up in smoke
November 18, 2019

In response to the youth vaping epidemic and growing concerns about lung disease, President Trump — at the urging of first lady Melania Trump and his daughter Ivanka Trump — announced he wanted to ban candy, fruit, and mint e-cigarettes. His outlook changed after White House and campaign officials warned him such a ban could cause him to lose the votes of people who own vape shops and those who use the products, The Washington Post and The New York Times report.

A Trump adviser told the Post on Sunday that on Nov. 4, Trump refused to sign a "decision memo" about the ban because he was worried about the repercussions. A news conference had been set for the next day, with officials prepared to say the flavored e-cigarettes would be off the market within 30 days, but Trump was reportedly spooked by what he heard from his campaign manager, Brad Parscale, who said a ban could hurt his chances in battleground states.

"He didn't know much about the issue and was just doing it for Melania and Ivanka," a senior administration official told the Post. It's unclear if he will come up with a new policy.

After Trump first mentioned the ban, angry vapers took to social media, tweeting their thoughts on the matter along with the hashtag #IVapeIVote. While the move may please pro-vaping advocacy groups, anti-tobacco activists aren't ready to give up just yet. "If the federal government doesn't take strong action, it's clear now the states will," Matthew Myers, president of the Campaign for Tobacco-Free Kids, told the Post. "There's a crisis that needs to be addressed." Catherine Garcia

July 1, 2019

Yes, the Fourth of July is this Thursday.

That may have been obvious to anyone with a calendar, but President Trump apparently needed a reminder. That's because he's running Washington, D.C.'s Independence Day extravaganza, and he still has a lot of details left to figure out, The Washington Post reports.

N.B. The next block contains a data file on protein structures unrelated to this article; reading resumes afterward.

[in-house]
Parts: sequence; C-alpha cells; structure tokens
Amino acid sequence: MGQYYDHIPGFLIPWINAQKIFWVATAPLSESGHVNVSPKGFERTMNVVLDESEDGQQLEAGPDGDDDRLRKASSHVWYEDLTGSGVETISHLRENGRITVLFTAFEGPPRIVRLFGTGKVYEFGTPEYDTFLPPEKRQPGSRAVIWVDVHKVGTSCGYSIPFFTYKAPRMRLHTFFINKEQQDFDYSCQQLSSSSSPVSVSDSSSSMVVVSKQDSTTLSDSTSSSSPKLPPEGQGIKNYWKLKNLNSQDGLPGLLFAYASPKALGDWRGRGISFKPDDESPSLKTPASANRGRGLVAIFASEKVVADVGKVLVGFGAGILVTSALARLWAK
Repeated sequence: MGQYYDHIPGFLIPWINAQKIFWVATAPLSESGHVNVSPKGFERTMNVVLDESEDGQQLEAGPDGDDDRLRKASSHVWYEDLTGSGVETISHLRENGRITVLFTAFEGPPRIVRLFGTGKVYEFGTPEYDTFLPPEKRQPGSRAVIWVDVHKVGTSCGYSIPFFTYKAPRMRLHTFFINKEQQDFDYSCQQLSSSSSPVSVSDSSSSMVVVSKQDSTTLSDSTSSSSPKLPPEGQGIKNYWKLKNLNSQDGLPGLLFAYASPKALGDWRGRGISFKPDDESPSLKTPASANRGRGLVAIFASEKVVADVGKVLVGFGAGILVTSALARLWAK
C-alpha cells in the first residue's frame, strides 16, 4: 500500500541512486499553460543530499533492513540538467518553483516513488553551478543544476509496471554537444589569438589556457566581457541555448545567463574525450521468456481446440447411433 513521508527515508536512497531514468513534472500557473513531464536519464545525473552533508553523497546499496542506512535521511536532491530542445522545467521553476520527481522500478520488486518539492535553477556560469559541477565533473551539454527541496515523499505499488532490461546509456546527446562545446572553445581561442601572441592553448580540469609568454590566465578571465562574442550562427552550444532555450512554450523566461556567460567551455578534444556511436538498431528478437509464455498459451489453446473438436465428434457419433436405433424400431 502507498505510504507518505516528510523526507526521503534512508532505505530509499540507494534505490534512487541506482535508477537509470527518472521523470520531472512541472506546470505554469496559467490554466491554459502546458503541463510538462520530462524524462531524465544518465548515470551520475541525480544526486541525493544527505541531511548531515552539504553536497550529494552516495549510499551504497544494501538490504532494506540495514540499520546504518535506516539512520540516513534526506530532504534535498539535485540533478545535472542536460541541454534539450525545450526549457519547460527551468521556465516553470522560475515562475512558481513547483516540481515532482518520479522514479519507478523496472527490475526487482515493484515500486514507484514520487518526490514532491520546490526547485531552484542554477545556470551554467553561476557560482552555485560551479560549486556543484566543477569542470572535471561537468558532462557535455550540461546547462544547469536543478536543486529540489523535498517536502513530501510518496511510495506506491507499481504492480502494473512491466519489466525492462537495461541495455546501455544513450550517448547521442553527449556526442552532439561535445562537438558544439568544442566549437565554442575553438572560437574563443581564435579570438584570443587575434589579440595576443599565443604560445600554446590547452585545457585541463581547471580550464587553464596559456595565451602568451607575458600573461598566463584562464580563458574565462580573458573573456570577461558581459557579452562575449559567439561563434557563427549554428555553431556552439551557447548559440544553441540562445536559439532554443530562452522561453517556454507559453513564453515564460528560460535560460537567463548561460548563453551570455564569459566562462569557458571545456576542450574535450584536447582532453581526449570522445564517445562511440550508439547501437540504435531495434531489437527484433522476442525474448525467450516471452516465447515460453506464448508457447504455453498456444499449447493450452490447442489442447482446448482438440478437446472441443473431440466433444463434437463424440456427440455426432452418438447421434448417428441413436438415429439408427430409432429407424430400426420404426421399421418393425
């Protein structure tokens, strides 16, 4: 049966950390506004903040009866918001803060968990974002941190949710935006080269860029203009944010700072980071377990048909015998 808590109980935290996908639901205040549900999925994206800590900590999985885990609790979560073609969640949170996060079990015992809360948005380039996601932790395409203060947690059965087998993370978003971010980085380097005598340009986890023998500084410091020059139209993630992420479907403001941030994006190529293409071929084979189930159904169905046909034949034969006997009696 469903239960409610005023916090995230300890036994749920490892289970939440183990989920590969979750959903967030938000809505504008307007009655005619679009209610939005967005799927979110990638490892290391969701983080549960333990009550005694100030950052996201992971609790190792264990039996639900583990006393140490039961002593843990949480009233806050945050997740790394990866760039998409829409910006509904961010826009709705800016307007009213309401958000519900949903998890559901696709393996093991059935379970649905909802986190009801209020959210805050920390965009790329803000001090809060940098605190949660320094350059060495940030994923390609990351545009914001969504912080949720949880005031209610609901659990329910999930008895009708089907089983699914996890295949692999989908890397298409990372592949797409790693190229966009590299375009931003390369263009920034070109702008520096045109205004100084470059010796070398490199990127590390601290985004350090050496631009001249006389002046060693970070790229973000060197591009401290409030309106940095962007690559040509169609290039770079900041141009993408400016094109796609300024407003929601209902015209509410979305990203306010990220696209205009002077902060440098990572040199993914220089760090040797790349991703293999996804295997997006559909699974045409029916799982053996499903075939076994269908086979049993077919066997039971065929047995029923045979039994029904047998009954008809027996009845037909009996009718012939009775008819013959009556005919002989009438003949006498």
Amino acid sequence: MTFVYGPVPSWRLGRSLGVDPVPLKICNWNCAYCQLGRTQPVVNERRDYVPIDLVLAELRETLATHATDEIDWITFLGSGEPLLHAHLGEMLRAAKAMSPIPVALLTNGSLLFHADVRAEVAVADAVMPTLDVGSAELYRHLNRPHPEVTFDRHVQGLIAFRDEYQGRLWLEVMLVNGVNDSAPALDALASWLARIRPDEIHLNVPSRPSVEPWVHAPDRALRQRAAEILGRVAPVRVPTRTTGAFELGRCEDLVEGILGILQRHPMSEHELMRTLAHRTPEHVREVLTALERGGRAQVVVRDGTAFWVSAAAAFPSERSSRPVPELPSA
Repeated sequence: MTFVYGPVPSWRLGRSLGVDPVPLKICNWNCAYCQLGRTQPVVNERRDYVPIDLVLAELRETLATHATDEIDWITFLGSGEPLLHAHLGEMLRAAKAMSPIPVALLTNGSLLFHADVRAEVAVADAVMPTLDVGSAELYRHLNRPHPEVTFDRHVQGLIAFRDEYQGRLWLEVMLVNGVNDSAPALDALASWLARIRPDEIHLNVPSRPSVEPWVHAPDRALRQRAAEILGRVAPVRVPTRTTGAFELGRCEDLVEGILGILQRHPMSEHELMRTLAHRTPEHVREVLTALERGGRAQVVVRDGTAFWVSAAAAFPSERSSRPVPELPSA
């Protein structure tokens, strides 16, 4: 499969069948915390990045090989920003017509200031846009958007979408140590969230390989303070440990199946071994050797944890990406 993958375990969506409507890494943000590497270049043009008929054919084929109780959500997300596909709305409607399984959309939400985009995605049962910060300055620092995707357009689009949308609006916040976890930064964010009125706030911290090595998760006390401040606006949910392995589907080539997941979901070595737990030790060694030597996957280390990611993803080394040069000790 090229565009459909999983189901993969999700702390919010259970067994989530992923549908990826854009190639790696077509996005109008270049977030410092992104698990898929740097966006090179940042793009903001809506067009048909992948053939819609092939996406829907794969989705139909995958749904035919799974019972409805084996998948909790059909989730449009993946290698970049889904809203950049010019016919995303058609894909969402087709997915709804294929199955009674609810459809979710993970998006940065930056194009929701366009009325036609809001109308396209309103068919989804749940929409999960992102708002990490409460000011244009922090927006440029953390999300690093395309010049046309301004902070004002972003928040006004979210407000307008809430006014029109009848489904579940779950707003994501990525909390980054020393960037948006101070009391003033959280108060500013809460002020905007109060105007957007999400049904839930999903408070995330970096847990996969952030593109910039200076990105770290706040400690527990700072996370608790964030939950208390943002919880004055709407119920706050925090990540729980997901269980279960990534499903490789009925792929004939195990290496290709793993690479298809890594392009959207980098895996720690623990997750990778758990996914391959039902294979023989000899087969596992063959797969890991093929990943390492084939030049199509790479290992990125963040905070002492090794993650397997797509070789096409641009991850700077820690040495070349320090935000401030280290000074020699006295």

When it comes time to plan big celebrations on the National Mall, the government typically hires an experienced producer. But for Thursday's event "the producer is the president himself," the Post reports. Trump isn't taking his event planning role lightly, insisting he has a say in "everything from how the pyrotechnics should be launched to how the military should be honored," the Post continues. And he's reportedly usurping the attention of both National Park Service acting director P. Daniel Smith and Interior Secretary David Bernhardt to do it.

So far, Trump has reportedly transferred the location of the fireworks display to West Potomac Park, and is reviving his old demands for a display of military vehicles on the Mall. But while Trump has long called for a military parade, the Pentagon is only currently considering "static displays" on the Mall, per the Post. That leaves a parade still up in the air, along with the distribution of VIP tickets for watching Trump's Independence Day speech.

The White House declined to comment on its July Fourth plans, but Bernhardt said in a news release that it would contain "music, flyovers, a spectacular fireworks display, and an address by our Commander-in-Chief." Read more at The Washington Post. Kathryn Krawczyk

August 19, 2018

President Trump intends to announce this coming week new guidelines for emissions from coal power plants, The Washington Post reported Saturday.

The proposal would reverse an Obama administration policy, the Clean Power Plan, intended to discourage coal use long-term. The new plan would allow states to set comparatively looser standards for coal plants for the next decade.

The Post reports the Trump proposal will result in the release of 12 times the amount of carbon dioxide into the atmosphere as compared to emissions under the Obama-era rules, and other pollutant emissions will be affected as well:


(The Washington Post)

"These numbers tell the story, that [the Trump administration] really remain[s] committed not to do anything to address greenhouse gas emissions," said Joseph Goffman, formerly associate assistant administrator for climate at the Environmental Protection Agency's Office of Air and Radiation. "They show not merely indifference to climate change but really, opposition to doing anything about climate change."